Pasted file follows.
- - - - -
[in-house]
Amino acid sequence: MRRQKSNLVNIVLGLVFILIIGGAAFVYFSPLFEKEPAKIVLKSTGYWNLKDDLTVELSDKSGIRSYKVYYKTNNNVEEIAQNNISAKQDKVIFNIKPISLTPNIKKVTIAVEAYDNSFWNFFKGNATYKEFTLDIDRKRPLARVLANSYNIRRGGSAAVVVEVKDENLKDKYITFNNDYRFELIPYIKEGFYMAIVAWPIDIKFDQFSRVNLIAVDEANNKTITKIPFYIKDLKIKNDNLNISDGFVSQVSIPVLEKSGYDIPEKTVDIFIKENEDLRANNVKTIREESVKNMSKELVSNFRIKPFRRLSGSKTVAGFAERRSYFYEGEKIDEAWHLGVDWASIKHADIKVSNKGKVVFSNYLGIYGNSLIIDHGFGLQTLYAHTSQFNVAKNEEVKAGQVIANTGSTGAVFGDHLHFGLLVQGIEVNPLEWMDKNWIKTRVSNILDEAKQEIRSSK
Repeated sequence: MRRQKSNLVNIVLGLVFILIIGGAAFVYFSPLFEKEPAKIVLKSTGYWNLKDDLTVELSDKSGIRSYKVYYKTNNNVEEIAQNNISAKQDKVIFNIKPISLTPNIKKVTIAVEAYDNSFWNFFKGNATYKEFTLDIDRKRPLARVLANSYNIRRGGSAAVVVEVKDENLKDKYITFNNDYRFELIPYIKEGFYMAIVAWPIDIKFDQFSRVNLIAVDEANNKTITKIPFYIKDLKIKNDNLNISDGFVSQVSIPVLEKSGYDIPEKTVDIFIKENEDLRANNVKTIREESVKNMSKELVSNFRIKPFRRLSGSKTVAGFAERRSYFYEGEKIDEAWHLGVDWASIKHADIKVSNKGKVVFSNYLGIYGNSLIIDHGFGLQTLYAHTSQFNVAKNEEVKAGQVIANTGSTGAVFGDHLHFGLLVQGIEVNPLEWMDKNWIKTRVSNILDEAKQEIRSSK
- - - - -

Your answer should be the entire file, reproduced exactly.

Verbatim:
[in-house]
Amino acid sequence: MRRQKSNLVNIVLGLVFILIIGGAAFVYFSPLFEKEPAKIVLKSTGYWNLKDDLTVELSDKSGIRSYKVYYKTNNNVEEIAQNNISAKQDKVIFNIKPISLTPNIKKVTIAVEAYDNSFWNFFKGNATYKEFTLDIDRKRPLARVLANSYNIRRGGSAAVVVEVKDENLKDKYITFNNDYRFELIPYIKEGFYMAIVAWPIDIKFDQFSRVNLIAVDEANNKTITKIPFYIKDLKIKNDNLNISDGFVSQVSIPVLEKSGYDIPEKTVDIFIKENEDLRANNVKTIREESVKNMSKELVSNFRIKPFRRLSGSKTVAGFAERRSYFYEGEKIDEAWHLGVDWASIKHADIKVSNKGKVVFSNYLGIYGNSLIIDHGFGLQTLYAHTSQFNVAKNEEVKAGQVIANTGSTGAVFGDHLHFGLLVQGIEVNPLEWMDKNWIKTRVSNILDEAKQEIRSSK
Repeated sequence: MRRQKSNLVNIVLGLVFILIIGGAAFVYFSPLFEKEPAKIVLKSTGYWNLKDDLTVELSDKSGIRSYKVYYKTNNNVEEIAQNNISAKQDKVIFNIKPISLTPNIKKVTIAVEAYDNSFWNFFKGNATYKEFTLDIDRKRPLARVLANSYNIRRGGSAAVVVEVKDENLKDKYITFNNDYRFELIPYIKEGFYMAIVAWPIDIKFDQFSRVNLIAVDEANNKTITKIPFYIKDLKIKNDNLNISDGFVSQVSIPVLEKSGYDIPEKTVDIFIKENEDLRANNVKTIREESVKNMSKELVSNFRIKPFRRLSGSKTVAGFAERRSYFYEGEKIDEAWHLGVDWASIKHADIKVSNKGKVVFSNYLGIYGNSLIIDHGFGLQTLYAHTSQFNVAKNEEVKAGQVIANTGSTGAVFGDHLHFGLLVQGIEVNPLEWMDKNWIKTRVSNILDEAKQEIRSSK